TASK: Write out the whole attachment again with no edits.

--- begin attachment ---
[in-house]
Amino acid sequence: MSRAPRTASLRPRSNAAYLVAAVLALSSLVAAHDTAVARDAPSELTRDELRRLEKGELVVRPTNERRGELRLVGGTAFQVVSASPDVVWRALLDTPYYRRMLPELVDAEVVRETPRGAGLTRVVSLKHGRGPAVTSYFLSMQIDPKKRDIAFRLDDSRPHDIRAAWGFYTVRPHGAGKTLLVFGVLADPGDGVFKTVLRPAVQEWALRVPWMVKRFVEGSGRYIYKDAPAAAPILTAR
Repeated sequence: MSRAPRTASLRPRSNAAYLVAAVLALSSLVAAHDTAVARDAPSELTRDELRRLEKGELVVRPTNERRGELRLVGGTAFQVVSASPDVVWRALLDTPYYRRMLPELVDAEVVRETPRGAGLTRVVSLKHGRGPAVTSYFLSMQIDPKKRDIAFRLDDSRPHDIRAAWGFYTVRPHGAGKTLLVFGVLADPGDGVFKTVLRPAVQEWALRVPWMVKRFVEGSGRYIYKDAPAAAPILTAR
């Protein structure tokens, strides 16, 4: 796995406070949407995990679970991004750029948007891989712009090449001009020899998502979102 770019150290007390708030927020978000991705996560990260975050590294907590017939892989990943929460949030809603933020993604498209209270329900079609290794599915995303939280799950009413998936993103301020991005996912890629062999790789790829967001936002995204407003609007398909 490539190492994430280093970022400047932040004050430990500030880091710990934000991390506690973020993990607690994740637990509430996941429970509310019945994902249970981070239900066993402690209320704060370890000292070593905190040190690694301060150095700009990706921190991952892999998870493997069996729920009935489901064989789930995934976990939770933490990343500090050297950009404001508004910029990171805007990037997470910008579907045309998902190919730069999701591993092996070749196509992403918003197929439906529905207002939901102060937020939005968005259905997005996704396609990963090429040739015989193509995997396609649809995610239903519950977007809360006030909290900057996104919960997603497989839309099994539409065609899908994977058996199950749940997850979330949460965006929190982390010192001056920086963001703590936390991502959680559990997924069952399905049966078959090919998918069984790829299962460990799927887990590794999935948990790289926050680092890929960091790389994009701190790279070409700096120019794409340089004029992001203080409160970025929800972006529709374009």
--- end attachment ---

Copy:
[in-house]
Amino acid sequence: MSRAPRTASLRPRSNAAYLVAAVLALSSLVAAHDTAVARDAPSELTRDELRRLEKGELVVRPTNERRGELRLVGGTAFQVVSASPDVVWRALLDTPYYRRMLPELVDAEVVRETPRGAGLTRVVSLKHGRGPAVTSYFLSMQIDPKKRDIAFRLDDSRPHDIRAAWGFYTVRPHGAGKTLLVFGVLADPGDGVFKTVLRPAVQEWALRVPWMVKRFVEGSGRYIYKDAPAAAPILTAR
Repeated sequence: MSRAPRTASLRPRSNAAYLVAAVLALSSLVAAHDTAVARDAPSELTRDELRRLEKGELVVRPTNERRGELRLVGGTAFQVVSASPDVVWRALLDTPYYRRMLPELVDAEVVRETPRGAGLTRVVSLKHGRGPAVTSYFLSMQIDPKKRDIAFRLDDSRPHDIRAAWGFYTVRPHGAGKTLLVFGVLADPGDGVFKTVLRPAVQEWALRVPWMVKRFVEGSGRYIYKDAPAAAPILTAR
């Protein structure tokens, strides 16, 4: 796995406070949407995990679970991004750029948007891989712009090449001009020899998502979102 770019150290007390708030927020978000991705996560990260975050590294907590017939892989990943929460949030809603933020993604498209209270329900079609290794599915995303939280799950009413998936993103301020991005996912890629062999790789790829967001936002995204407003609007398909 490539190492994430280093970022400047932040004050430990500030880091710990934000991390506690973020993990607690994740637990509430996941429970509310019945994902249970981070239900066993402690209320704060370890000292070593905190040190690694301060150095700009990706921190991952892999998870493997069996729920009935489901064989789930995934976990939770933490990343500090050297950009404001508004910029990171805007990037997470910008579907045309998902190919730069999701591993092996070749196509992403918003197929439906529905207002939901102060937020939005968005259905997005996704396609990963090429040739015989193509995997396609649809995610239903519950977007809360006030909290900057996104919960997603497989839309099994539409065609899908994977058996199950749940997850979330949460965006929190982390010192001056920086963001703590936390991502959680559990997924069952399905049966078959090919998918069984790829299962460990799927887990590794999935948990790289926050680092890929960091790389994009701190790279070409700096120019794409340089004029992001203080409160970025929800972006529709374009």